A few days ago, I was having dinner with my family. My brother was staring pensively into his plate of pasta, and, after some time, said inquisitively: “I wish salt could be red so I could know whether or not I’ve added enough of it.” Imagine how convenient that would be, always having visual evidence on how salty your food is. That is, unless your food is red, like a tomato. Red salt would require no thinking, no guessing, and no forgetting whether or not you remembered to season your dish. You would know just by looking.
Of course, wouldn’t it be so much easier if we could just see everything and not have to strain our brain with the arduous process of thinking or remembering? Imagine being able to tell how much damage that extra cheesy bacon hamburger would do to your body, or how spicy that hot sauce would be before you add an entire spoonful of it to your burrito and literally burn your mouth off? Or, taking it beyond the concept of food, imagine being able to figure out how smart someone is in the same way we can figure out the color of his or her shirt, or how nice someone is just by seeing one’s face. What would the world become?
Evolutionarily, our brains are hardwired to be very responsive to visual information. In fact, about 30% of our brain is either directly or indirectly involved with processing visual information, and about 60% of the electrical impulses entering the brain have to do with our vision. So many studies have been done to show how humans can remember visual information much better than spoken words, how color and movement have the ability to capture our very short attention spans more effectively than anything else, or how visual information is very good at evoking human emotion, one of the biggest driving factors in our decision-making. And this makes sense, doesn’t it? Our memories are stored as images. We cry much more often when we watch a film than when we read a book. It takes us much faster to recognize a face than remember what the owner of that face had told you. Our heavy reliance on the visual world makes us recipients rather than thinkers, which I believe is one of the main reasons why knowledge and personal character traits aren’t valued in our society as much as they should be.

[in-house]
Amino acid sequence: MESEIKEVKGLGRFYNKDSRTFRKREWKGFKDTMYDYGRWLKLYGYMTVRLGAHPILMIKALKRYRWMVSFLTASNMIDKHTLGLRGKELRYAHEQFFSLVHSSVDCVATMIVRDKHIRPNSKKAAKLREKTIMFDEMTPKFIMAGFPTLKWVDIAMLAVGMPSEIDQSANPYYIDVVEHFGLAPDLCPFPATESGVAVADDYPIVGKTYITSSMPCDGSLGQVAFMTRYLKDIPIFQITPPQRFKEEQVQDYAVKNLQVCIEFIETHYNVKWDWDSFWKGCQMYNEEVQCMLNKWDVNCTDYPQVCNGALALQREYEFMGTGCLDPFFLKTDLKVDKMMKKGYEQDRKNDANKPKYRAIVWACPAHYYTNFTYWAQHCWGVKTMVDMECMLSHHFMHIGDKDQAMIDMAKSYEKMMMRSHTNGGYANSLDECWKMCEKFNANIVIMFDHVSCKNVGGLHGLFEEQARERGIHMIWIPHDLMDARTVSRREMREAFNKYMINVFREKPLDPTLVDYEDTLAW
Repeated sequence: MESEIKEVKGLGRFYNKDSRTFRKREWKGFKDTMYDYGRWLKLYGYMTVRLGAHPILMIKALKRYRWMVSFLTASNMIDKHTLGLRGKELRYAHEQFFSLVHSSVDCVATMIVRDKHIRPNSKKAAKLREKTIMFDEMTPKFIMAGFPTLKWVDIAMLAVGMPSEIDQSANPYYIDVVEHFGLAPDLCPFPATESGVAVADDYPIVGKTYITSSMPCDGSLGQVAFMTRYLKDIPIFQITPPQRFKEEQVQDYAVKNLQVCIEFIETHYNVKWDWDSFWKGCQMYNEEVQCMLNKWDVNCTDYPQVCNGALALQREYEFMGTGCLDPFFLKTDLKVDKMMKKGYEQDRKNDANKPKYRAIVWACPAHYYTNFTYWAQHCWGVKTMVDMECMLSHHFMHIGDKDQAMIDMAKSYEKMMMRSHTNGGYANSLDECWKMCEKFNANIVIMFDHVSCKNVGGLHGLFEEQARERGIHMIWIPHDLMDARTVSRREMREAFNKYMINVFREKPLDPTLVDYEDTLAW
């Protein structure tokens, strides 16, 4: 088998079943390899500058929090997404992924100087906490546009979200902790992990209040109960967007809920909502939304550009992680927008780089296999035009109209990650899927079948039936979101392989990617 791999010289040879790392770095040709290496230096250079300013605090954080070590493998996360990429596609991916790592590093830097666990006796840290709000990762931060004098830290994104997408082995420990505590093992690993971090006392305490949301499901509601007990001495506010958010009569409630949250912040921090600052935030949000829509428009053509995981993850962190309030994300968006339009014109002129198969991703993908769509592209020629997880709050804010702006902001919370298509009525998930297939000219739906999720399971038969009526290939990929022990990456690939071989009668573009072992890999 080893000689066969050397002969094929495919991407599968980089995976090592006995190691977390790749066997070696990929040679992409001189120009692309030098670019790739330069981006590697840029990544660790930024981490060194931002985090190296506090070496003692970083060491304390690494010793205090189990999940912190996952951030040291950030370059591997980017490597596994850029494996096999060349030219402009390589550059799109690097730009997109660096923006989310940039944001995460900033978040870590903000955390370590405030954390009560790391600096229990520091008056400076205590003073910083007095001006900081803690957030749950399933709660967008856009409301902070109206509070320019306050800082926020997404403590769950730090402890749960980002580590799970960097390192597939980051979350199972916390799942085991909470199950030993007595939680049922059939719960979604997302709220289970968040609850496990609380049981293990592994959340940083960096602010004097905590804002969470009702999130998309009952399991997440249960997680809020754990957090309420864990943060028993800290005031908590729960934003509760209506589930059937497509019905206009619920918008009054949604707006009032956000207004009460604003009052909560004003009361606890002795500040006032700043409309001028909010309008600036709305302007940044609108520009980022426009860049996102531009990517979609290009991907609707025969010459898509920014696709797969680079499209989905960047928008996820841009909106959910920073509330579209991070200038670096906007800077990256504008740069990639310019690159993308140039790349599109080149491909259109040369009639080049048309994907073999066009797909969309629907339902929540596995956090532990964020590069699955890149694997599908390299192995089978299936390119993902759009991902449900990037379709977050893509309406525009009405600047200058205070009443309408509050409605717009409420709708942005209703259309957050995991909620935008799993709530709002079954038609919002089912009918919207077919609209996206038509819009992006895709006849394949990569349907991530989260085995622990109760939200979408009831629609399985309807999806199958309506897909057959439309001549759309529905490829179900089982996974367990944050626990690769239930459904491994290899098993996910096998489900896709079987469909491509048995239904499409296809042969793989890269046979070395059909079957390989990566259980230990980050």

Someone had once asked me: if you had to pick one, would I rather have a Harvard education or a Harvard diploma? In other words, I was being asked to pick between receiving arguably the best education in the world or a piece of paper; knowledge or just a signature to say that I have it. Society seems to care only about those things that can be displayed on a resume, hung up upon a wall, or photographed to be shared on social media. Everything we do is in some way an effort to become more visually appealing for the rest of the world. Education is all about learning new ways to prove our intelligence. The beauty and clothing industries exploit our visual dependence and force us to purchase different ways in which we can prove our worth. Our entire existence is built from the information taken in by the two eyeballs in our skulls.
And how do we know if it is even real? Whatever is out there is just represented in a series impulses carried through neurotransmitters. But the content of our minds, only we can know whether it is real or not. I am mirroring Descartes’ “I think therefore I am,” as I find truth in that statement very often. If I had been able to think all this over in a couple of minutes, I would have told my brother to just taste his pasta, because only he can decide for himself whether or not the pasta is salty enough. If he comes to the conclusion that his pasta needs more flavor, rather than the color of the salt telling his so, who is to say that he is wrong?
Originally published on The Literati Mafia